The negative electrode of the present invention can be obtained by coating a collector with the paste for negative electrode, drying and pressure-molding it.

Examples of collector include foils and meshes of nickel or copper. There is no limitation on the method for coating the collector with the paste. The coating film thickness is generally in a range of 50 to 200 nm. If the thickness is too large, the negative electrode cannot fit a standardized battery vessel, in some cases.

Examples of pressure-molding method include methods using roll-pressure or press-pressure. A preferred pressure at the time of pressure-molding is from about 100 to 300 MPa (about 1 to 3 t/cm2). A negative electrode obtained in this way is suitable for a lithium secondary battery.

(Lithium Secondary Battery)

The lithium secondary battery of the present invention comprises the negative electrode of the present invention as a constituent.

In the lithium secondary battery of the lithium secondary battery, conventionally-employed materials can be used in the positive electrode. Examples of cathode active material include LiNiO2, LiCoO2 and LiMn2O4.

There is no limitation on the electrolytic solution used in the lithium secondary battery. Examples thereof include so-called organic electrolytic solutions obtained by dissolving lithium salt such as LiClO4, LiPF6, LiAsF6, LiBF4, LiSO3CF3, CH3SO3Li and CF3SO3Li in an non-aqueous solvent such as ethylene carbonate, diethyl carbonate, dimethyl carbonate, methylethyl carbonate, propylene carbonate, butylene carbonate, acetonitrile, propylonitrile, dimethoxyethanen, tetrahydrofuran, and γ-butyrolactone, and solid or gelatinous so-called polymer electrolyte.

Also, it is preferable that a small amount of an additive which can show decomposition reaction at the time of the first battery charge be added to the electrolytic solution. Examples of additive include vinylene carbonate, biphenyl, and propane sultone. A preferred addition amount is in a range of 0.01 to 5% by mass.

In the lithium secondary battery of the present invention, a separator may be provided between the positive electrode and the negative electrode. Examples of separator include nonwoven fabric, cloth and microporous film mainly consisting of polyolefin such as polyethylene and polypropylene and combination of these materials.

The lithium secondary battery using the composite graphite according to the present invention can be assembled by conventional method and be used in various uses. For example, the battery can be assembled by the method described in Japanese Patent Application Laid-Open No. 2006-260875, mounted and used in various types of apparatuses.

Examples of uses include lap-top personal computer, cell phone, wireless applications, electronic notebook, electronic meter, electronic key for automobile, power storage facility, electric power tool, radio control toy, digital camera, digital video, portable audio-visual equipment, cleaner, electric bicycle, electric motorcycle, electric-assist bicycle, automobile, airplane and ships. The battery can be used in any of these.

EXAMPLES

Hereinafter, the present invention is explained specifically by way of Examples and Comparative Examples. The present invention, however, is by no means limited by those Examples. With respect to properties of the graphite, the negative electrode and the battery, measurement and evaluations were conducted as follows.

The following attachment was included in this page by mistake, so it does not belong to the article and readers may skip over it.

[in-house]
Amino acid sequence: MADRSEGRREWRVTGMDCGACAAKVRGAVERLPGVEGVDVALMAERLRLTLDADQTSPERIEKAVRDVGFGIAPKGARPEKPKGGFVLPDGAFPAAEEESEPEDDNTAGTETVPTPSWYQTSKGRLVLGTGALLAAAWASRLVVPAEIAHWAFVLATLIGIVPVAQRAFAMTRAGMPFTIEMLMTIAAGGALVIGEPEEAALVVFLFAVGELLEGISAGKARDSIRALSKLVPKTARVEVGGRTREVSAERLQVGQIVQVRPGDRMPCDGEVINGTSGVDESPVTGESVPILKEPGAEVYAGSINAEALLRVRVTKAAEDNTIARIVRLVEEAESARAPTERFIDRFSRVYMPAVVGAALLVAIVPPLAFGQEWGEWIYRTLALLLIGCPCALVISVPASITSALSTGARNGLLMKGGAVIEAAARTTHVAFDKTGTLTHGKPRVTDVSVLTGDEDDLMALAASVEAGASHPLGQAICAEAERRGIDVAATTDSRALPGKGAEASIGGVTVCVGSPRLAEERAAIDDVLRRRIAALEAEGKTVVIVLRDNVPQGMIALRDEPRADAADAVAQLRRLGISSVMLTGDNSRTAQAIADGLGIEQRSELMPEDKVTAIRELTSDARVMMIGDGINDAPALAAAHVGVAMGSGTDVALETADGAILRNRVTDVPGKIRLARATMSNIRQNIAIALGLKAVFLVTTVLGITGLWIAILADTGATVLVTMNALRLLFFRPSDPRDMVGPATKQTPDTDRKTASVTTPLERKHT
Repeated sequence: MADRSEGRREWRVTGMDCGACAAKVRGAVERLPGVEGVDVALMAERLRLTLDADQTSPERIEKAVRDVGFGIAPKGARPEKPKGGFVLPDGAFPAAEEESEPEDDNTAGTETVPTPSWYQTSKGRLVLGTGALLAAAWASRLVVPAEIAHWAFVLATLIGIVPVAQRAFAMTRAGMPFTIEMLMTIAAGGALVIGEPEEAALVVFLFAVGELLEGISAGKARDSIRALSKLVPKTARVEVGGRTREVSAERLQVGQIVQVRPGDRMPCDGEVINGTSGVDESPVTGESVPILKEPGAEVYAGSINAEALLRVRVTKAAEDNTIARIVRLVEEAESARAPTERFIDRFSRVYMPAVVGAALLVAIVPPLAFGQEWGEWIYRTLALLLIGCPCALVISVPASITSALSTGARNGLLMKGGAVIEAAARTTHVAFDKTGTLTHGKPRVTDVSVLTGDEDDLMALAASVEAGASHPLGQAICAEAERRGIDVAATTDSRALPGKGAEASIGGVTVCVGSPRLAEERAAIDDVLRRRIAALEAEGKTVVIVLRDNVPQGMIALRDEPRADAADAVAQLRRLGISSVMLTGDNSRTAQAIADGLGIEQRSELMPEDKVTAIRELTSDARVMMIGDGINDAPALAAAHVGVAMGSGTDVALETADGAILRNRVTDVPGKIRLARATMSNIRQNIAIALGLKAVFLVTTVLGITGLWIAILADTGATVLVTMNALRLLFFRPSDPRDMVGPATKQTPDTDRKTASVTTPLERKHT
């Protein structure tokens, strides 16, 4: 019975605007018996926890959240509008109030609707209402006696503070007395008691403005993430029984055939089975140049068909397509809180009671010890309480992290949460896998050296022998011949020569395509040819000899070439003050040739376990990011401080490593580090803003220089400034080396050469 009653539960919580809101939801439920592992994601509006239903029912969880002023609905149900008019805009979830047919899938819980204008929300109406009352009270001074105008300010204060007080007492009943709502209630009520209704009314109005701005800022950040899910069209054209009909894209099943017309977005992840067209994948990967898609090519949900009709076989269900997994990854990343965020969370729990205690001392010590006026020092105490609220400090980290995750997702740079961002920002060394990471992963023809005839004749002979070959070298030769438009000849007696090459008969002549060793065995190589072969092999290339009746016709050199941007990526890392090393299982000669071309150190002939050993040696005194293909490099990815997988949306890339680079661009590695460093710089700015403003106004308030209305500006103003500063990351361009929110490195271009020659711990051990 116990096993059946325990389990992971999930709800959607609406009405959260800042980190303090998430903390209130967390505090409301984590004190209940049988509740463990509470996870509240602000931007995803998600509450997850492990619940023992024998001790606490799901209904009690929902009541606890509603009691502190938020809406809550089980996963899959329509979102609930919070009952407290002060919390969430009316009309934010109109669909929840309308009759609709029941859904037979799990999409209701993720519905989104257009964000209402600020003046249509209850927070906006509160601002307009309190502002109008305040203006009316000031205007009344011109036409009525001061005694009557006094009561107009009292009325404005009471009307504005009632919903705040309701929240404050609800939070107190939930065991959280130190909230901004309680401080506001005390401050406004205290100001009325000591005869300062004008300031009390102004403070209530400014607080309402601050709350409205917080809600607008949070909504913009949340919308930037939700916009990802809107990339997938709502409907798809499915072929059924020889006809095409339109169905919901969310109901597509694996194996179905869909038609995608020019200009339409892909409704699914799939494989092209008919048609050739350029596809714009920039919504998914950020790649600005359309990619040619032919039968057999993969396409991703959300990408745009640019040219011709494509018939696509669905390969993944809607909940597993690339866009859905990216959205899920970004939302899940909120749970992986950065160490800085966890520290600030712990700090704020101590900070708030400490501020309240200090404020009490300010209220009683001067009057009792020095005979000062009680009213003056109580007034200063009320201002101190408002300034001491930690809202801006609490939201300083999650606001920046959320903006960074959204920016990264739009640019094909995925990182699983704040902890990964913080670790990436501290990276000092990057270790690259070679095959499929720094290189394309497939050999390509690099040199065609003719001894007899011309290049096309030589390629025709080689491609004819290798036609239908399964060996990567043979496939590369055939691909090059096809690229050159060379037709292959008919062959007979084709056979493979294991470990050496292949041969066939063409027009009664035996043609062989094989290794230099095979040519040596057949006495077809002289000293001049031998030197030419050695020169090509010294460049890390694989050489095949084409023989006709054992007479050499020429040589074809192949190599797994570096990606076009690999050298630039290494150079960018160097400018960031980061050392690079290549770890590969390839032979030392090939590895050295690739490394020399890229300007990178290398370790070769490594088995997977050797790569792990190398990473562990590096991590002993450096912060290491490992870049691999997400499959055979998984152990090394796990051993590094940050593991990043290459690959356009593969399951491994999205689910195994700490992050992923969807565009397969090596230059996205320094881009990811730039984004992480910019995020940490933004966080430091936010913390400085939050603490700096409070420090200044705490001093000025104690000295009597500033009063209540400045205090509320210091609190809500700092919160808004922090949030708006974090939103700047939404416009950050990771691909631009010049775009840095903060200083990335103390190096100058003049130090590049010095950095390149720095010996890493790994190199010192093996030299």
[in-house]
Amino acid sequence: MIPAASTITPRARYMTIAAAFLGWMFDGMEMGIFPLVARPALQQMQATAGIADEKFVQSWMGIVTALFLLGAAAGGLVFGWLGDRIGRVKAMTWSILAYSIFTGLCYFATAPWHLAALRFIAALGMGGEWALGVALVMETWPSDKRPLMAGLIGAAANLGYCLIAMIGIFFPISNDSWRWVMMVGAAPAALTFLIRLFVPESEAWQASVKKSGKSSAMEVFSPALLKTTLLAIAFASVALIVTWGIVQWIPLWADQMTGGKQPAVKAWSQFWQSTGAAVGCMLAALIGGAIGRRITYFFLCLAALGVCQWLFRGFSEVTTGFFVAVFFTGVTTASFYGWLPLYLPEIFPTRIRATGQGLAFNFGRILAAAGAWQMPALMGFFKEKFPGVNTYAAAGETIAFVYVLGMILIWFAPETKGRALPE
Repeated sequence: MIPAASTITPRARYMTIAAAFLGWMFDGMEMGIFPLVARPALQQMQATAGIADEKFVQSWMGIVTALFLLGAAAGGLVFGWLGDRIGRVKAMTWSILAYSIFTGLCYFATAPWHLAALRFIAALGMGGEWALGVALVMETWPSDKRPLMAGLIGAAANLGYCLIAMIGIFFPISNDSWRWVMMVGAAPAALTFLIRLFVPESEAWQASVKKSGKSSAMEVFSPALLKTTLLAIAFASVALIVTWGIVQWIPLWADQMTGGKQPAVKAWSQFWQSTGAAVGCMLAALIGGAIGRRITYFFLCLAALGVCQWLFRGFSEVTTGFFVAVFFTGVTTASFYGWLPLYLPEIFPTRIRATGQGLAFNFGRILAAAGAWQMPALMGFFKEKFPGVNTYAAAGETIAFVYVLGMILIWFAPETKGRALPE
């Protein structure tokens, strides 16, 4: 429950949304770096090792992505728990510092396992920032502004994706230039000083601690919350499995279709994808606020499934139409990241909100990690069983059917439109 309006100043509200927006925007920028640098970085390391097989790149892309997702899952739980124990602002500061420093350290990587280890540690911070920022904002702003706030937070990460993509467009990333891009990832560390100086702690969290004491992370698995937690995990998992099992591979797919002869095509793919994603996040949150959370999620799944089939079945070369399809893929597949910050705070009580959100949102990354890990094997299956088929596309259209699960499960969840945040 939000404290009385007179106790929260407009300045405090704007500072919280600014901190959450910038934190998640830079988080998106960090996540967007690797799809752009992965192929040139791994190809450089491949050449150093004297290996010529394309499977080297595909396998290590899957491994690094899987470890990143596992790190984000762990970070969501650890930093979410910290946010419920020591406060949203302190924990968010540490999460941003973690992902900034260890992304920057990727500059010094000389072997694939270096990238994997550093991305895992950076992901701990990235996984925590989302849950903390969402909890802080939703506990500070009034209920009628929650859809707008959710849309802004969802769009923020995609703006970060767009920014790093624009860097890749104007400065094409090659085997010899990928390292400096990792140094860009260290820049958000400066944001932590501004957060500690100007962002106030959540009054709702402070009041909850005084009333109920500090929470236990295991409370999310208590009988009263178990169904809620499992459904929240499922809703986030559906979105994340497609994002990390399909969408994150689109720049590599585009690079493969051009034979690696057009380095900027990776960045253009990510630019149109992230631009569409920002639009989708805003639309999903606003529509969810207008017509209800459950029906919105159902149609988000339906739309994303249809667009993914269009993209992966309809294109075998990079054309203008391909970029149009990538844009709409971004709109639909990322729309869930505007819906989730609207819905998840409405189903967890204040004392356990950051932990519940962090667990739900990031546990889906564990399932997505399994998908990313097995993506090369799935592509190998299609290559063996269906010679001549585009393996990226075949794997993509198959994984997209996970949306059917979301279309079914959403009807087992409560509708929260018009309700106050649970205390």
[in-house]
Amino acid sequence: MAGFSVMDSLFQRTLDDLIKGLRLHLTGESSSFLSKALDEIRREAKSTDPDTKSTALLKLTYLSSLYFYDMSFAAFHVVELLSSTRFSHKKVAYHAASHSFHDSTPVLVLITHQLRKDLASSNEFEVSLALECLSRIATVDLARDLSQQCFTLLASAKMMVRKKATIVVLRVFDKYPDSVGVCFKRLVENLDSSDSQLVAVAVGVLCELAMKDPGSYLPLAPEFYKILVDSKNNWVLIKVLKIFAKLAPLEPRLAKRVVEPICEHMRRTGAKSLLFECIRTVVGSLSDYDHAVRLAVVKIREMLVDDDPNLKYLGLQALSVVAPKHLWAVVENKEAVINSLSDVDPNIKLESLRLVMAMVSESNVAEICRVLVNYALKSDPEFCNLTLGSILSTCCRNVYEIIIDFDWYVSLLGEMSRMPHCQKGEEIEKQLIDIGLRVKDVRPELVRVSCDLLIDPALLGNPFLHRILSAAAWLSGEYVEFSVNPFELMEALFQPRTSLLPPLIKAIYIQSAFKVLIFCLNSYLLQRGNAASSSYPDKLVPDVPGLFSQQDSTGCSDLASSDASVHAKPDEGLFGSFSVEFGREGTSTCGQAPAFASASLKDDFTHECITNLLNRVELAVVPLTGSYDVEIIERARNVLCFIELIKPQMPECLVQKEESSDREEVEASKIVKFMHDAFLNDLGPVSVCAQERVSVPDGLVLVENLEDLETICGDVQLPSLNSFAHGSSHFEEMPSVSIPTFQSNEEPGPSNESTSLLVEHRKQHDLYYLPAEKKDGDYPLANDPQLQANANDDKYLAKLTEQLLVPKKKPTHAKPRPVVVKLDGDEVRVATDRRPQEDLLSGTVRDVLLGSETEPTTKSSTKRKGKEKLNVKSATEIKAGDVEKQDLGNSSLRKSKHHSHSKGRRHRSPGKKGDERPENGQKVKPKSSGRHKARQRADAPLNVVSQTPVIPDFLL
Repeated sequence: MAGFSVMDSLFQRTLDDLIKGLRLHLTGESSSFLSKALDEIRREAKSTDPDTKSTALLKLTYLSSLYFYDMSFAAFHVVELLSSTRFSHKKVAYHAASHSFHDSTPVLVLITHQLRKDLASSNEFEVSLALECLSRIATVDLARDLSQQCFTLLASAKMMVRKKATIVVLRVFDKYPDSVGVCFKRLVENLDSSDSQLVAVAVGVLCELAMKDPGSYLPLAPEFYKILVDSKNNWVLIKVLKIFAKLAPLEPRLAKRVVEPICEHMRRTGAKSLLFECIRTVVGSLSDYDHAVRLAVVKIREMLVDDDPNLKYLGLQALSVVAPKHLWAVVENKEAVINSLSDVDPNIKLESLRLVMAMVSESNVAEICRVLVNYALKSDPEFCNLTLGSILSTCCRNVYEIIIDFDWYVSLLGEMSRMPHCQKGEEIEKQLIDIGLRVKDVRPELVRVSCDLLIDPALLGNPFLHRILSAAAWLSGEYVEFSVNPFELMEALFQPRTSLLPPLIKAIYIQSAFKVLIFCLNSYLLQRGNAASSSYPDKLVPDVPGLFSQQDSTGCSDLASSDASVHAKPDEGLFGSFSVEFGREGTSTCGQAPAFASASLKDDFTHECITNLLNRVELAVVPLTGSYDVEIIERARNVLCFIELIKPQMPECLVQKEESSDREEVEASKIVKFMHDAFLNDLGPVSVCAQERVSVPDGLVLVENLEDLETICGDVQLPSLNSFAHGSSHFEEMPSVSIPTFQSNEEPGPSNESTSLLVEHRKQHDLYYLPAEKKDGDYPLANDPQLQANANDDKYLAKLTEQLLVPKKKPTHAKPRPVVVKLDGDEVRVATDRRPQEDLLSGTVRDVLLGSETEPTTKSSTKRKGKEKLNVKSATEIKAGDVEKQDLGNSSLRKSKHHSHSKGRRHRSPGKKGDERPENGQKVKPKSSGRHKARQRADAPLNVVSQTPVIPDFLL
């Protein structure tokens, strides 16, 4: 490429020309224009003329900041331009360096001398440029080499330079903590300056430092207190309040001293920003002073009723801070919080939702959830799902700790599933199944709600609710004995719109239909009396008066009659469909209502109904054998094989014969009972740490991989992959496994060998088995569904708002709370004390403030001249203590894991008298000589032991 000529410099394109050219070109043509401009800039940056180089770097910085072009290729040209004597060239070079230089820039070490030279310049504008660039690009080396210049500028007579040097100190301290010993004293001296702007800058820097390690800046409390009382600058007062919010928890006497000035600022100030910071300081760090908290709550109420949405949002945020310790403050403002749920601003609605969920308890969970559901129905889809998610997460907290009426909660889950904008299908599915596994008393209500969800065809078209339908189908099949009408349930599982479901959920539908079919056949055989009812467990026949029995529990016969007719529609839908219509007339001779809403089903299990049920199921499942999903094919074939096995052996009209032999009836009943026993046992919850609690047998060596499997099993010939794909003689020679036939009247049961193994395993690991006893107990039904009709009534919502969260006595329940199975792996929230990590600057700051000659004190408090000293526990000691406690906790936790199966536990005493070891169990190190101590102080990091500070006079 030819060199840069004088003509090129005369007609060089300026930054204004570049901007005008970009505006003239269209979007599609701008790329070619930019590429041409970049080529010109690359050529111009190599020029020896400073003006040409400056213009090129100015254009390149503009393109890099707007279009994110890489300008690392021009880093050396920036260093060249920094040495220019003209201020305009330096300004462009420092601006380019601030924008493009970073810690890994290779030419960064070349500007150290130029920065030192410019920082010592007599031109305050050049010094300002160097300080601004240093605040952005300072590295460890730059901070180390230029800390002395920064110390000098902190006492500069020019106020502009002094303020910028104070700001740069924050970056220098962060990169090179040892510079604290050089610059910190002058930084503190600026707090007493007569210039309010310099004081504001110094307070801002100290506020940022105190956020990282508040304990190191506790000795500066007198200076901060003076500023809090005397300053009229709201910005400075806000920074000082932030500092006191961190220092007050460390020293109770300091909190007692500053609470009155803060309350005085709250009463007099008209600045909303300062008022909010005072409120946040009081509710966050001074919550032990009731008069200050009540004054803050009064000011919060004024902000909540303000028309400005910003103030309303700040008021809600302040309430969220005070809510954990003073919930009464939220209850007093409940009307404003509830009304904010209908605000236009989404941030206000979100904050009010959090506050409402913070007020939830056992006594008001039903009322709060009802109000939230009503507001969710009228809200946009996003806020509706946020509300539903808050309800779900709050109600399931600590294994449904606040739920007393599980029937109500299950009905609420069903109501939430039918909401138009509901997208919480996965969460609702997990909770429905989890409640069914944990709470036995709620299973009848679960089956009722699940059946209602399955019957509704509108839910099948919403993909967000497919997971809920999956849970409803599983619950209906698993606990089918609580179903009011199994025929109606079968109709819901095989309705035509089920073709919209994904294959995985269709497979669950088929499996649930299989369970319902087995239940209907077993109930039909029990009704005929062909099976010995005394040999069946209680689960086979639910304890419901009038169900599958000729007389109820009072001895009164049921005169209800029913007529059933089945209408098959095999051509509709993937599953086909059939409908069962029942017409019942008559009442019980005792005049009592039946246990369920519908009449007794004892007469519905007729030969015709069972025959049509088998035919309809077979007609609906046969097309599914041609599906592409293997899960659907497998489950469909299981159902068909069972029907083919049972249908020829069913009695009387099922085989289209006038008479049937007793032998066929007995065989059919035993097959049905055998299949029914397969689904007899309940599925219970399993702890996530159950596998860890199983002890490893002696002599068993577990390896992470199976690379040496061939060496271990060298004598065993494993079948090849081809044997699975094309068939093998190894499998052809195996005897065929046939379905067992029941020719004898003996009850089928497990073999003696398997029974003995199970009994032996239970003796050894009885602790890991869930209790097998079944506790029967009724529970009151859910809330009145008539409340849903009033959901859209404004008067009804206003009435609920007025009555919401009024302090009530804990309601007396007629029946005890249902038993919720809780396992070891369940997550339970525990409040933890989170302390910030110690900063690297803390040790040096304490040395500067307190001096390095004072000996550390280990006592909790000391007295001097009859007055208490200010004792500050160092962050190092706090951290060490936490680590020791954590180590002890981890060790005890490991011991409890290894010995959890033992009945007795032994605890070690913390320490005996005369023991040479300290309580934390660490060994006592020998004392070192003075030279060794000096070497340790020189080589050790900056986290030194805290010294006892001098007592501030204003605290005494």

(1) Specific Surface Area

The specific surface area was measured by BET method.

(2) Particle Size

Two microspatulafuls of graphite and 2 drops of nonionic surfactant (Triton-X) were added to 50 ml of water and the mixture was subjected to ultrasonic dispersion for 3 minutes. This dispersion liquid was placed into a laser-diffraction particle size analyzer manufactured by CILAS to measure the particle size distribution and work out a particle size range which encompassed 90% or more of the total particles.

(3) d Value and Lc

The interlayer distance of d(002) and the crystallite diameter in the c-axis direction were determined by powder x-ray diffraction according to Gakushin Method.

(4) Raman R Value

By using a Raman Spectrometer (NRS-3100) manufactured by JASCO Corporation, measurement was conducted under conditions of an excitation wavelength of 532 nm, an incident slit width of 200 μm, exposure time of 15 seconds, the number of accumulations of 2, and diffraction grating of 600/mm. The peak intensity ratio between the intensities around 1360 cm−1 and around 1580 cm−1 was calculated by the following formula to obtain a value R.

[Formula 1]


Value R=(peak intensity around 1360 cm−1)/(peak intensity around 1580 cm−1)

(4) I004 and I110

KF-polymer manufactured by KUREHA Corporation (L#9210; N-methyl-2-pyrrolidone solution of 10% by mass polyvinylidene difluoride) was added by small portions to graphite and kneaded, so that the solid content of the polyvinylidene difluoride became 5% by mass. Next, by using a non-bubbling kneader (NBK-1) manufactured by NISSEI Corporation, kneading was conducted at 500 rpm for 5 minutes to thereby obtain a paste. By using an automatic coating machine and a doctor blade with a clearance of 250 μm, the obtained paste was spread on a collector. The collector coated with the paste was placed on a hot plate heated at about 80° C. to thereby remove water content and then dried with a vacuum drier at 120° C. for 6 hours. After drying, the collector was pressure-molded by uniaxial press, so that the electrode density calculated from the total mass of the graphite and the binder divided by the volume became 1.60±0.05 g/cm3, whereby a negative electrode was obtained.

The obtained negative electrode was cut into an appropriate size and attached to a glass cell for XRD measurement. The XRD spectra attributed to (004) face and (110) face were measured. From the respective peak intensities, the peak intensity ratio was calculated.

(5) Discharge Capacity of Battery